Talk of "saving the world" is generally best left to comic book characters and prophets -- unless you happen to work for any of several international organizations tasked with identifying and tracking near-Earth objects (NEOs). Dubbed Spaceguard, this effort includes such organizations as NASA's Near Earth Object Program and Italy's Asiago - DLR Asteroid Survey.
These societies scan our solar system for objects destined to pass through Earth's orbit, especially asteroids 6.2 miles (10 kilometers) in diameter or larger. Should one of these "extinction class" NEOs collide with the planet, the effects would be catastrophic. Many scientists think such an asteroid impact caused mass extinction 65 million years ago, and the 1908 Tunguska Event serves as a stern reminder of the odds. While the more recent 20th century impact involved a much smaller NEO and occurred in the wilds of Siberia, a mere four hours of planetary rotation would have placed the bull's-eye on densely populated St. Petersburg.
Earth can't defy the odds forever, so the astronomers of the world watch the sky. Fortunately, should a significantly deadly Earth-bound asteroid present itself, we possess the technology to prevent the impact.
Scientists have proposed various mitigation techniques, ranging from the brutally simple to the overwhelmingly complex. All relevant tactics, however, center around deflection rather than destruction. Simply nuking an asteroid might merely scatter the debris -- turning a cosmic cannonball into cosmic buckshot. Worse yet, recent research indicates that an exploded asteroid would likely reform in two to 18 hours due to gravity [source: Shiga].
In response to a 2005 request from U.S. Congress, NASA presented asteroid mitigation plans at the 2007 Planetary Defense Conference in Washington, D.C. [source: NASA]. The agency determined that the best tactic would be to conduct a series of standoff nuclear explosions to push the NEO off course. Surface or subsurface explosions might also create the desired results, but run the risk of shattering the rock.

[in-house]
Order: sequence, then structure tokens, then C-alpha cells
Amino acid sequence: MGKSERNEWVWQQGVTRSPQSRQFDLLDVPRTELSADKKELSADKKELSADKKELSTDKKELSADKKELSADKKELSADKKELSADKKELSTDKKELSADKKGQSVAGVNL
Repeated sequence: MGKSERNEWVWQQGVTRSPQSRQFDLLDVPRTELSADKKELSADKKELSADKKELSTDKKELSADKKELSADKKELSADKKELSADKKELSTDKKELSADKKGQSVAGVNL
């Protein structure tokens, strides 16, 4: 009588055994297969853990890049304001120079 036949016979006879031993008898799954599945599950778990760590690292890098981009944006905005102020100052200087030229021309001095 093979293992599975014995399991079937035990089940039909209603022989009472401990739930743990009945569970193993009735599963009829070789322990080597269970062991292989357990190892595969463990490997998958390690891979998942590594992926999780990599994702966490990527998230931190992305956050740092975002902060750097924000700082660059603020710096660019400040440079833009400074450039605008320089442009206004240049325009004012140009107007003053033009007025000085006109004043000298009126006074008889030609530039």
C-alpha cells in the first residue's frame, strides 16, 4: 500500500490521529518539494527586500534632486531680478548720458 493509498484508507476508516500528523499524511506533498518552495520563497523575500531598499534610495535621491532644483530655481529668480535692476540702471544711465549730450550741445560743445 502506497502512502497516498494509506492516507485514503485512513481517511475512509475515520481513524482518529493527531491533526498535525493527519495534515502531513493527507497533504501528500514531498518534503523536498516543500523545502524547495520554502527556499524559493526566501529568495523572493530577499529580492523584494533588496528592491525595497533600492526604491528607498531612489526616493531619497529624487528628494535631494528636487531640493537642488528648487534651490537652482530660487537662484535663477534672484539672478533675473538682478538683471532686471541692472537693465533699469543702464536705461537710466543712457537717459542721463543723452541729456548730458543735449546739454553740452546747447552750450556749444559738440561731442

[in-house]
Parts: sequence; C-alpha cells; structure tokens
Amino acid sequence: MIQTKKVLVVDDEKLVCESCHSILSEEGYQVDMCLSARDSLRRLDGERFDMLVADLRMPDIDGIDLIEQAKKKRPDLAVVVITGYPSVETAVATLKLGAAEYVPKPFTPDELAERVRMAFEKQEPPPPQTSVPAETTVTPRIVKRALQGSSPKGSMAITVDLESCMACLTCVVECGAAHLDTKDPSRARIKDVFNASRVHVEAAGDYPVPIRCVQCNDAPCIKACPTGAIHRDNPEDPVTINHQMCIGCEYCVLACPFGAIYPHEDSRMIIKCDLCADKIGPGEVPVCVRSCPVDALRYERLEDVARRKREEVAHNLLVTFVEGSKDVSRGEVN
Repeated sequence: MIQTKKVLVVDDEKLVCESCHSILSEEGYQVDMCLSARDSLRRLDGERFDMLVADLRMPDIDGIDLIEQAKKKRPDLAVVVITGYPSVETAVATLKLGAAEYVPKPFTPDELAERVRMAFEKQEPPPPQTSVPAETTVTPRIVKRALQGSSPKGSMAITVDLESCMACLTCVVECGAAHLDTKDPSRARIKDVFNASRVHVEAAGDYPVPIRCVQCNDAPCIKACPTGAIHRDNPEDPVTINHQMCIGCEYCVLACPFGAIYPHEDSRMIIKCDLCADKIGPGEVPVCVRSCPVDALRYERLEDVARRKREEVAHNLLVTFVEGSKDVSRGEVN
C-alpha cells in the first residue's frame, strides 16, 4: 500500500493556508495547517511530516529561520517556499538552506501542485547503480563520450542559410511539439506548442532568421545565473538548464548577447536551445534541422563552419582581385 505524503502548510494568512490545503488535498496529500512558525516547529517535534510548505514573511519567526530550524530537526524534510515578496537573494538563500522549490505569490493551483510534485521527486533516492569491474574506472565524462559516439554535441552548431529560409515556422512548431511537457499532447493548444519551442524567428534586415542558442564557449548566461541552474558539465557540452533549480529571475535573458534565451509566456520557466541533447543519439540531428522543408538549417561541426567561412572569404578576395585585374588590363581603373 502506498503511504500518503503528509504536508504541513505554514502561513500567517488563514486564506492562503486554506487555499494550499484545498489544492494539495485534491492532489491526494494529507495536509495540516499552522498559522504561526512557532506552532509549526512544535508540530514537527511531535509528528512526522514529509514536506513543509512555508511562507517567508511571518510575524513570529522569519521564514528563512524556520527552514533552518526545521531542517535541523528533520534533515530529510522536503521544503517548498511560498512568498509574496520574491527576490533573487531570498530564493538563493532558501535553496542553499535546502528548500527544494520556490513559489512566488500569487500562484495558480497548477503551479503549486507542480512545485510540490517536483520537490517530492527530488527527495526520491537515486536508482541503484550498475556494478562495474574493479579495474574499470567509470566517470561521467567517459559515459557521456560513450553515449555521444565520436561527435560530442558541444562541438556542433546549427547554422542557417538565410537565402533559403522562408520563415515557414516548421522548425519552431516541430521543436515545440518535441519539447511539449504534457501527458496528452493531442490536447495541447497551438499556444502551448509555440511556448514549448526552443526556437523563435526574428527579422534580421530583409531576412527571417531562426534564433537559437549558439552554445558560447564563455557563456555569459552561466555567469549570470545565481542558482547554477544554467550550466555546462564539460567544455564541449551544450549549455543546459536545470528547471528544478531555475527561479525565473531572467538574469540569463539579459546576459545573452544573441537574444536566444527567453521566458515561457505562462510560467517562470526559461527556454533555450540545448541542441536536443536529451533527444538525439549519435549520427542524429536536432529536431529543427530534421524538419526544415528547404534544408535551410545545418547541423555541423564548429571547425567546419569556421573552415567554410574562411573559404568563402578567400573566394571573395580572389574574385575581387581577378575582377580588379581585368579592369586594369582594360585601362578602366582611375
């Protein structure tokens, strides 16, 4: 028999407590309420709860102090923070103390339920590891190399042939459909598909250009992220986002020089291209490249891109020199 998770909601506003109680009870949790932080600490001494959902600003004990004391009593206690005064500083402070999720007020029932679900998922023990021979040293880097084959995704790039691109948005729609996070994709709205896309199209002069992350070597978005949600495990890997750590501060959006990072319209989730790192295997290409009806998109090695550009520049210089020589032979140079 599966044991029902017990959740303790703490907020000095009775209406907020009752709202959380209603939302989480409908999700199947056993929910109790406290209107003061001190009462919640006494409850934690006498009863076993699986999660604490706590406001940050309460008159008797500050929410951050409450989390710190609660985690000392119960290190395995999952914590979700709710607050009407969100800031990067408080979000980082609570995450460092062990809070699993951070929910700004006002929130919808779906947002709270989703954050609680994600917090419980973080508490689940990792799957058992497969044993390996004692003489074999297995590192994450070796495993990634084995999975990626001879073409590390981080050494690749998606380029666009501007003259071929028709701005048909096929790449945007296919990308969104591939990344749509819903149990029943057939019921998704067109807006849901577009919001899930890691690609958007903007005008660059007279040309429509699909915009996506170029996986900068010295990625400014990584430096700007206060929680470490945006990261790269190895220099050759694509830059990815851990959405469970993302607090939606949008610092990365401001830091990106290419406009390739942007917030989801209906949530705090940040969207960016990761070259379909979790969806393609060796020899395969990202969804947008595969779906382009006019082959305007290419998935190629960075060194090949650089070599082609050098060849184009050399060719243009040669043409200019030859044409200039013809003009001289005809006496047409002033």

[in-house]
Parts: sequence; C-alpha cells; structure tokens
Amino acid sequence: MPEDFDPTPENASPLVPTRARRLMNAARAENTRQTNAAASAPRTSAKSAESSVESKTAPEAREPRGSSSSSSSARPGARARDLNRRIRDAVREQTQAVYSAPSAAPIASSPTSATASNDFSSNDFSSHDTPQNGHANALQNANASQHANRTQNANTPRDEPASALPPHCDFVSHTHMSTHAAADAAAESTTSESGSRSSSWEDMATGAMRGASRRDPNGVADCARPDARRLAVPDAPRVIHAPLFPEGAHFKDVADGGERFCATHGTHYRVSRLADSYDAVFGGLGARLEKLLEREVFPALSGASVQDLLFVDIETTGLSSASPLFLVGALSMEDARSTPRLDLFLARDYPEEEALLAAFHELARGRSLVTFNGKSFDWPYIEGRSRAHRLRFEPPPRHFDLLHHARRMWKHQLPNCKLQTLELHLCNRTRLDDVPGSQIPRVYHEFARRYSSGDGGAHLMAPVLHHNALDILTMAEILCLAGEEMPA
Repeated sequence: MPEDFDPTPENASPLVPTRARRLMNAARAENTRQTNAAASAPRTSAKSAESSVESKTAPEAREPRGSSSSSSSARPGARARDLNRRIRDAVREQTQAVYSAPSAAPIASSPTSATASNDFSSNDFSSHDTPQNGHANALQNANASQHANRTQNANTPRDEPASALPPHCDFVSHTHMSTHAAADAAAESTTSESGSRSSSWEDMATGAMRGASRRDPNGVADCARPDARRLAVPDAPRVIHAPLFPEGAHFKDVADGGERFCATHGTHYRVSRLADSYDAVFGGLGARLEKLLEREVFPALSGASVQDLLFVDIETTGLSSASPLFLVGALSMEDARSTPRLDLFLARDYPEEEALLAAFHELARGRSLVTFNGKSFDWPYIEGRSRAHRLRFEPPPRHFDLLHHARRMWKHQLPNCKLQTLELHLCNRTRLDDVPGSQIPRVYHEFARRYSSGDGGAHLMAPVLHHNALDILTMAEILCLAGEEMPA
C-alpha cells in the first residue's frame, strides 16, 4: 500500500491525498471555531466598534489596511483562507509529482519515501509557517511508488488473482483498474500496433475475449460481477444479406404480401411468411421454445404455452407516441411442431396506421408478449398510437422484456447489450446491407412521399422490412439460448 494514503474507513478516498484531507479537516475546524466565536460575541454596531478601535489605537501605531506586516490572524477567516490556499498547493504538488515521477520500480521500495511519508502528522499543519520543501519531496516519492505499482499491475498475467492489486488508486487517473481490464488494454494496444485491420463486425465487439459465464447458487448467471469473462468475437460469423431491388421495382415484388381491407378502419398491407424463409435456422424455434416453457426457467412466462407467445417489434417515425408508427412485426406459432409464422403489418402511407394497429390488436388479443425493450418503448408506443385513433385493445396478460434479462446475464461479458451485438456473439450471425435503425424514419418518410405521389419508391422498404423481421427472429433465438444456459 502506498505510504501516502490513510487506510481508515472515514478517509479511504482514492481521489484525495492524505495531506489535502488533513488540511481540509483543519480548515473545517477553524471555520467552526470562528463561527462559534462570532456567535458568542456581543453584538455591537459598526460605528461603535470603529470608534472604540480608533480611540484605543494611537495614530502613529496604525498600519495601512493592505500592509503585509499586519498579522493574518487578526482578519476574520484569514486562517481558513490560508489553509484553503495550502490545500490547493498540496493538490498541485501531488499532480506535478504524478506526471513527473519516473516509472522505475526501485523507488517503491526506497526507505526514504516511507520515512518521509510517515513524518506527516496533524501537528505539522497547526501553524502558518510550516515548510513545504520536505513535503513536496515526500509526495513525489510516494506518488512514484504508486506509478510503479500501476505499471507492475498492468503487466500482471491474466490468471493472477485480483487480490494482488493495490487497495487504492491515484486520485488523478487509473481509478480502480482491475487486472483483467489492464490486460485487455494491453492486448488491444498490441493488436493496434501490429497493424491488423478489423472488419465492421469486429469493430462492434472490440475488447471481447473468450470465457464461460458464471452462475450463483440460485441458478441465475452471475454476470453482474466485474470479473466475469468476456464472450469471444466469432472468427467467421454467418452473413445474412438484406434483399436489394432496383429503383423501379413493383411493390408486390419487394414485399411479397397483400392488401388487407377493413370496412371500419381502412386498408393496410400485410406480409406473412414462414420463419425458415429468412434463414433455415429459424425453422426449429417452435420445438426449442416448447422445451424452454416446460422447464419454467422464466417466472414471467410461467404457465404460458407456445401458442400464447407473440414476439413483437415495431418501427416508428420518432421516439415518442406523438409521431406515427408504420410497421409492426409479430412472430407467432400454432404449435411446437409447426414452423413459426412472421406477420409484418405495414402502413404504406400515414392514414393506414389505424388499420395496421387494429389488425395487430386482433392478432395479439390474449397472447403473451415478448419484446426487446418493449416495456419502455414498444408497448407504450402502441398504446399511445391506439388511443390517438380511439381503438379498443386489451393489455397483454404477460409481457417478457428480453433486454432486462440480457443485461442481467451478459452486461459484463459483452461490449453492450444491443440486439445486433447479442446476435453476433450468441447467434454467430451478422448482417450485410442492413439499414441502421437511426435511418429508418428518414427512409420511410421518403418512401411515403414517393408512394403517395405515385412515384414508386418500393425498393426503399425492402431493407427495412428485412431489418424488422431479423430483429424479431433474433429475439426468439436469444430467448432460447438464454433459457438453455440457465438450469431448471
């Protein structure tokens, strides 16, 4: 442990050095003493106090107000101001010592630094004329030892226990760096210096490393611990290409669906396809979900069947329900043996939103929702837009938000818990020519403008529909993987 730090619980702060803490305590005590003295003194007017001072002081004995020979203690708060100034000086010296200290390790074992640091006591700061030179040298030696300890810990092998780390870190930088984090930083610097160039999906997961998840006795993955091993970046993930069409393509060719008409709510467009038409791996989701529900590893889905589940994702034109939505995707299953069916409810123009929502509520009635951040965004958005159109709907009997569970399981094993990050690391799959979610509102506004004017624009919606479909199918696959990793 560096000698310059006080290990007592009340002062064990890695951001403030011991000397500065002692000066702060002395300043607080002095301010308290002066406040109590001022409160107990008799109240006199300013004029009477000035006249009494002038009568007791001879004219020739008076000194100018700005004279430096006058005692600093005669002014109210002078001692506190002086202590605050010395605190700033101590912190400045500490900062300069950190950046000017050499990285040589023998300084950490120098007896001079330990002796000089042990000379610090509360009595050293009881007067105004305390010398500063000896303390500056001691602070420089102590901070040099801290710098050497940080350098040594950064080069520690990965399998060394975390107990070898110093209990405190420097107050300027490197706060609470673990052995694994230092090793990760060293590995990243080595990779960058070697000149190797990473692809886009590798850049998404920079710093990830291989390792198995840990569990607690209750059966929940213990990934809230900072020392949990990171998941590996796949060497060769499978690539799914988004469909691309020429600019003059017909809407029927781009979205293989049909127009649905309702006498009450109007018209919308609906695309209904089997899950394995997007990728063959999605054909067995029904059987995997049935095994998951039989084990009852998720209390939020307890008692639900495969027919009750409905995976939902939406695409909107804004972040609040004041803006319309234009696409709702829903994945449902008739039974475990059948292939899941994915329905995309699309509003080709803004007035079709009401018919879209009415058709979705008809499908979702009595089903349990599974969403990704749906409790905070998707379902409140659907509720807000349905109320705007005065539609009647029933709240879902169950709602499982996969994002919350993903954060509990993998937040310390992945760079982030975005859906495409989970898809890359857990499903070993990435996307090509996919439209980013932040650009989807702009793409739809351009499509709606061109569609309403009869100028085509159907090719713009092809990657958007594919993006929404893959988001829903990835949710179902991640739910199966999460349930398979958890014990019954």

With an estimated global nuclear arsenal of 22,300 warheads, humanity certainly has the nuclear weaponry to carry out a standoff explosion [source: FAS]. As for moving them into position, the Near Earth Asteroid Rendezvous-Shoemaker probe successfully flew past an asteroid in 1997, orbited one in 2000 and became the first spacecraft to land on an asteroid in 2001 [source: NASA]. The key would be identifying the threat early enough to stage the mission.
A number of additional asteroid mitigation tactics may become more feasible in the future. Scientists believe that robotic landers could be used to deflect asteroids, either via mounted thrusters or solar flares. The flares would reflect solar radiation, gradually nudging the asteroid away in the process. One proposed technique even calls for the use of an enormous spacecraft as a "gravity tractor," using its own mass to tug the deadly NEO away from Earth.
Explore the links on the next page to learn more about how even a coat of white paint could help to save the world.
Related HowStuffWorks Articles
- "Asteroid." Worldbook at NASA. Nov. 29, 2007. (April 22, 2010)http://www.nasa.gov/worldbook/asteroid_worldbook.html
- "Asteroid Overview." NASA Jet Propulsion Laboratory. (April 22, 2010)http://www.jpl.nasa.gov/asteroidwatch/overview.cfm
- Coffrey, Jerry. "Spaceguard." Universe Today. (April 22, 2010)http://www.universetoday.com/guide-to-space/asteroids/spaceguard/
- "Near-Earth Object Survey and Deflection Analysis of Alternatives." NASA. March 2007. (April 22, 2010)http://neo.jpl.nasa.gov/neo/report2007.html
- Shiga, David. "'Terminator' asteroids could re-form after nuke." New Scientist. April 10, 2010. (April 22, 2010)http://www.newscientist.com/article/mg20527514.700-terminator-asteroids-could-reform-after-nuke.html